© 2017

Alfredo Costa Monteiro / Miguel A. Garcia
Aq'Ab'Al
MIKROTON CD 57 | 2017

Edition of 300

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1. No'j
2. Und
3. Toj
4. Sappnicran

Alfredo Costa Monteiro electronics
Miguel A. Garcia electronics

The second appearance of Alfredo Costa Monteiro after critically acclaimed Contour with Keith Rowe, Kurt Liedwart and Ilia Belorukov, and the first physical release of Miguel A. Garcia after Uropygi with Kurt Liedwart, Ilia Belorukov and Dmitry Krotevich on Mikroton Digital.

The album is titled after “Aq’ab’al”, the Mayan Astrology Sign about polar opposites — dawn and dusk, hot and cold, black and white which represents renewal, change, the end of boredom or new beginnings. The album takes off into the territory of spectral modulation of an array of sound waves and intrusions of abrupt shifts in the flow. A forceful energy that seems to be constrained, captured into a muffled atmosphere. Ebbs and flows of the circulation of sound waves, mixed with ferocious textural feedbacks configurate a kind of a primary vibration, combined with high pitch chord sounds seem to draw a kind of strange observance. The music is always in constant movement, avoiding stops and giving no respite in its search for new beginnings.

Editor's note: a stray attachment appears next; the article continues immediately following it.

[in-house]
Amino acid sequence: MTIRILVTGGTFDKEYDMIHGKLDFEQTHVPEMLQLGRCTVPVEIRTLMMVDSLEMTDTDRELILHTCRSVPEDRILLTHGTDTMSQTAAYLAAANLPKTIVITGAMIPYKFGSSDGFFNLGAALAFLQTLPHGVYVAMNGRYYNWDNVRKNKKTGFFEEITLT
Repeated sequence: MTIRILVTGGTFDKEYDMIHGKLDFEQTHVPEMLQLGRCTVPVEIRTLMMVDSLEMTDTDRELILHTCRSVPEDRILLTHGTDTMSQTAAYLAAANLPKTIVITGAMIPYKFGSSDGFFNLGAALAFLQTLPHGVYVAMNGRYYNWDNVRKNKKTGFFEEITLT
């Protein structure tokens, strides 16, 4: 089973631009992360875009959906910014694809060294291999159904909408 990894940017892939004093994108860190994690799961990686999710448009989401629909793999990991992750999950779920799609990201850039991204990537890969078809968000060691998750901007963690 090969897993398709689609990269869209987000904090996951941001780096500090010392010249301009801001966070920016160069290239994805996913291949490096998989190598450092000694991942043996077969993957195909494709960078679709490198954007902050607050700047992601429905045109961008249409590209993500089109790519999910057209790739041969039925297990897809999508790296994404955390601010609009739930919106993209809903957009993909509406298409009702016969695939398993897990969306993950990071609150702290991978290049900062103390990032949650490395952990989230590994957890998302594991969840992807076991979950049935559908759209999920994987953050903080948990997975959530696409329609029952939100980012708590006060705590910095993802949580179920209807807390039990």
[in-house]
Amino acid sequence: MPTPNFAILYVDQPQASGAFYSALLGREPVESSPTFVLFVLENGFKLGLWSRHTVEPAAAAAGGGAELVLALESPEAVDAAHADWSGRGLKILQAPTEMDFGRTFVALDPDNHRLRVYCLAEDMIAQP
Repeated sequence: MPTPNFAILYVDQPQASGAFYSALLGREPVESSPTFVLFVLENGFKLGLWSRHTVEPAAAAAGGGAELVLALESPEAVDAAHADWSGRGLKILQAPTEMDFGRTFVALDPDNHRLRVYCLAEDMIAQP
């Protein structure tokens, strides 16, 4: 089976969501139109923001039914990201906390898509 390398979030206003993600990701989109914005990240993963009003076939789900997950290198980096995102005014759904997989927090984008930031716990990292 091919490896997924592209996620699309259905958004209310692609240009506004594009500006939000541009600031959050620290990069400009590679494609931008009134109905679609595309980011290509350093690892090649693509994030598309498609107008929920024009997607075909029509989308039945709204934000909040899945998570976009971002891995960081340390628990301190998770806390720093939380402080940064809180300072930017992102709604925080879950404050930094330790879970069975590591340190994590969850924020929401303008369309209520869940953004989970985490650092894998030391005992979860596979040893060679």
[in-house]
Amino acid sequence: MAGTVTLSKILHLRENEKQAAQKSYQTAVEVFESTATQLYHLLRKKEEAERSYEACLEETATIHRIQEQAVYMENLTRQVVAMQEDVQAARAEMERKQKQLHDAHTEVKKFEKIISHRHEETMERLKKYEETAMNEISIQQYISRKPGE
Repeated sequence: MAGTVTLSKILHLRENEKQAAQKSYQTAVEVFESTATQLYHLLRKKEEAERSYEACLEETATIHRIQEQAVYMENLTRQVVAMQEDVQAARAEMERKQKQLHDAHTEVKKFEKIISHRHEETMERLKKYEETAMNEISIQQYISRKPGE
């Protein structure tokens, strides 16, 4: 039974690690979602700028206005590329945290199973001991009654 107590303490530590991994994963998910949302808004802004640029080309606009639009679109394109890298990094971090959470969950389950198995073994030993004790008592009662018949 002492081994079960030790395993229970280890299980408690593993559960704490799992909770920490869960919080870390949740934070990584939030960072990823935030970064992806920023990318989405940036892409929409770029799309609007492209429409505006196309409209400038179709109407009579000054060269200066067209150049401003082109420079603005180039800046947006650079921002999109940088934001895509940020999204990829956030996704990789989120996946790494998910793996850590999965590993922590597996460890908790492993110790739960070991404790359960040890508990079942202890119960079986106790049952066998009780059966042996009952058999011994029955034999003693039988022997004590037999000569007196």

Reviews

Vital Weekly, Frans de Waard:
Recently I bumped, by accident it seemed, into Miguel A. Garcia, crossing paths in a city far, far away and it was good to see, finally, his modus operandi, even perhaps for that night/tour only. A set-up that consists of computer-controlled feedback and some extra electronics that worked very well in his duo with Sebastien Branche (on saxophone). Here Garcia also gets credit for electronics, just as Alfredo Costa Monteiro. It doesn't mention if this is a live recording or perhaps some studio meeting and to what extend there is an editing or layering of the music. Somehow I don't think the latter is the case, and that all of this is a pretty straightforward set of recordings of some pretty intense music. I would believe that this works very much along the lines of processing internally looped sources together into some very strong, forceful music; feedback maybe, acoustic sounds maybe? I must admit I have very little idea as to what is going on here. If this is improvised then these two men have mighty control over their apparatus to play these sounds. This is nothing for the weak of hearth, I would think. The advise 'play loud' is usually not very well-spend on me, but in this case I am sure it is the only you should do. Just like last week's release by Cilantro on the same label this is something one would not expect but it sure is damn fine release.